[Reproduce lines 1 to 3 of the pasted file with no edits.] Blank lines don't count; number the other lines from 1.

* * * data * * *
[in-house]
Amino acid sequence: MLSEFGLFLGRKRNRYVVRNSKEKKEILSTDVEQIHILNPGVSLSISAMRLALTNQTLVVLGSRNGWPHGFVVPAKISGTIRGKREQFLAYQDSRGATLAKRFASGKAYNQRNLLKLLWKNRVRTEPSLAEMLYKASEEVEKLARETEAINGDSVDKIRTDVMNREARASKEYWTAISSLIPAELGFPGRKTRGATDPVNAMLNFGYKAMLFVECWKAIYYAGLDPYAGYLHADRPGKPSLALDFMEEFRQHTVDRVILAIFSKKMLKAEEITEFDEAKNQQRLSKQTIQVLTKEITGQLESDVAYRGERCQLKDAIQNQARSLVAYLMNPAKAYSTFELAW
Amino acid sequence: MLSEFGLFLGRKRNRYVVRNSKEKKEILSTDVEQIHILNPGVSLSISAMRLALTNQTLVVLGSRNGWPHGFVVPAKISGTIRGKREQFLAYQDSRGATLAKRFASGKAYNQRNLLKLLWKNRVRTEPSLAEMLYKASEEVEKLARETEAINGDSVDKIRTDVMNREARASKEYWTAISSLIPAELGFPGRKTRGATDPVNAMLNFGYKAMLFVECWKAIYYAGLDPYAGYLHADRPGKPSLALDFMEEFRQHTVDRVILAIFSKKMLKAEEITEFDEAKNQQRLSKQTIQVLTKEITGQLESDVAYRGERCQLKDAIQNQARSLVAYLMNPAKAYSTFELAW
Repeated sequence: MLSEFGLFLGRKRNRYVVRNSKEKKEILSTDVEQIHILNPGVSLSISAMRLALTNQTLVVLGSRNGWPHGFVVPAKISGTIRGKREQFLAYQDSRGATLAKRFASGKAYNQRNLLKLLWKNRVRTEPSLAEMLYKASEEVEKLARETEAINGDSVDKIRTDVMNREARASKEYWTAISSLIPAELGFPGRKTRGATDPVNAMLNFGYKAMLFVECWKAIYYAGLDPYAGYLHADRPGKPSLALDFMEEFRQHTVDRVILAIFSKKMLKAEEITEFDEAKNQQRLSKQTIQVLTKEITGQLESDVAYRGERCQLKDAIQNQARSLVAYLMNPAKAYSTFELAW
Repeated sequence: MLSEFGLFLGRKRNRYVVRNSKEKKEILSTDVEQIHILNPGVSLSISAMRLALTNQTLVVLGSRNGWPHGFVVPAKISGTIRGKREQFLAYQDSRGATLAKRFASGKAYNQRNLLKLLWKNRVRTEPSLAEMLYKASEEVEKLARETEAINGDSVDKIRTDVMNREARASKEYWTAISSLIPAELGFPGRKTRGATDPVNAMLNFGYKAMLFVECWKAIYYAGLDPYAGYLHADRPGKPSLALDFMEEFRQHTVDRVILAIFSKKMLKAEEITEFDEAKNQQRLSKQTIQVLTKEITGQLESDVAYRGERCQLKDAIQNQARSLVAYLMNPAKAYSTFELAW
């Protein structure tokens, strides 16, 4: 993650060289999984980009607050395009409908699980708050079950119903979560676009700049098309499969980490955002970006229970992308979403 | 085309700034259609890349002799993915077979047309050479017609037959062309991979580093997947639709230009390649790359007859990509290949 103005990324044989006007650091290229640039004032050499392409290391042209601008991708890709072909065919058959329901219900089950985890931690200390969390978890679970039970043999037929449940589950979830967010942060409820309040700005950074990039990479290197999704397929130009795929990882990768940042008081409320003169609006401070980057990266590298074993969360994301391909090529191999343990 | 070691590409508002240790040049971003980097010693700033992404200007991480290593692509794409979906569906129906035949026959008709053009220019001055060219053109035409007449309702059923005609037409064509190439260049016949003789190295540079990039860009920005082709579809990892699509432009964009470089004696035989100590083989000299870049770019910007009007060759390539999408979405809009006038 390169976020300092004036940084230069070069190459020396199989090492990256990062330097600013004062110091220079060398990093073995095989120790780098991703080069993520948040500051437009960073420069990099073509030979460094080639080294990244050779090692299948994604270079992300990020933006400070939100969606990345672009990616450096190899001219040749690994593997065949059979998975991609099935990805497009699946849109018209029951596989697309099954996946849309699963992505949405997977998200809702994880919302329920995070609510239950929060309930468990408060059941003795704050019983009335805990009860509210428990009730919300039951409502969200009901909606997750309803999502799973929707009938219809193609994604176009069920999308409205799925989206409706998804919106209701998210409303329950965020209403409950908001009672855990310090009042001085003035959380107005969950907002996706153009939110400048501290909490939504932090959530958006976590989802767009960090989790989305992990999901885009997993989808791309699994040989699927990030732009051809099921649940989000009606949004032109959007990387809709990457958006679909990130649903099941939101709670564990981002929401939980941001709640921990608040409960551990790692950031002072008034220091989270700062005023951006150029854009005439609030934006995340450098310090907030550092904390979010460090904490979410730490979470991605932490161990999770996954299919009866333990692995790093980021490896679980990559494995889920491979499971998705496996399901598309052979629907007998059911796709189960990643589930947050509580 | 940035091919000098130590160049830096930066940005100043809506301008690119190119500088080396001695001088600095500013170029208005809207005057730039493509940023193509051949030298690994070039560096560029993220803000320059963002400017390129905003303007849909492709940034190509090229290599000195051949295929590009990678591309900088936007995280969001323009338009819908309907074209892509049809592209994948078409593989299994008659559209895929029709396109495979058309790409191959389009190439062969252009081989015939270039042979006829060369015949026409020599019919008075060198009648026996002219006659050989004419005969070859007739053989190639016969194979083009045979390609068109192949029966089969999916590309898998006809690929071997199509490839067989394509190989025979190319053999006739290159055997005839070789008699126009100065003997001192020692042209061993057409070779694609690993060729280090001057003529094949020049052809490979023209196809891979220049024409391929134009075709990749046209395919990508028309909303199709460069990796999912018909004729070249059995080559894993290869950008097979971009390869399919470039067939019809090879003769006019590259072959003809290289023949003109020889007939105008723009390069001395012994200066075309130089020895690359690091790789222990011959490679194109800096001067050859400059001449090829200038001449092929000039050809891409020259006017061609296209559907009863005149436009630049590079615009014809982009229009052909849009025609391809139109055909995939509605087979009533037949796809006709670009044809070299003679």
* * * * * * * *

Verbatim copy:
[in-house]
Amino acid sequence: MLSEFGLFLGRKRNRYVVRNSKEKKEILSTDVEQIHILNPGVSLSISAMRLALTNQTLVVLGSRNGWPHGFVVPAKISGTIRGKREQFLAYQDSRGATLAKRFASGKAYNQRNLLKLLWKNRVRTEPSLAEMLYKASEEVEKLARETEAINGDSVDKIRTDVMNREARASKEYWTAISSLIPAELGFPGRKTRGATDPVNAMLNFGYKAMLFVECWKAIYYAGLDPYAGYLHADRPGKPSLALDFMEEFRQHTVDRVILAIFSKKMLKAEEITEFDEAKNQQRLSKQTIQVLTKEITGQLESDVAYRGERCQLKDAIQNQARSLVAYLMNPAKAYSTFELAW
Amino acid sequence: MLSEFGLFLGRKRNRYVVRNSKEKKEILSTDVEQIHILNPGVSLSISAMRLALTNQTLVVLGSRNGWPHGFVVPAKISGTIRGKREQFLAYQDSRGATLAKRFASGKAYNQRNLLKLLWKNRVRTEPSLAEMLYKASEEVEKLARETEAINGDSVDKIRTDVMNREARASKEYWTAISSLIPAELGFPGRKTRGATDPVNAMLNFGYKAMLFVECWKAIYYAGLDPYAGYLHADRPGKPSLALDFMEEFRQHTVDRVILAIFSKKMLKAEEITEFDEAKNQQRLSKQTIQVLTKEITGQLESDVAYRGERCQLKDAIQNQARSLVAYLMNPAKAYSTFELAW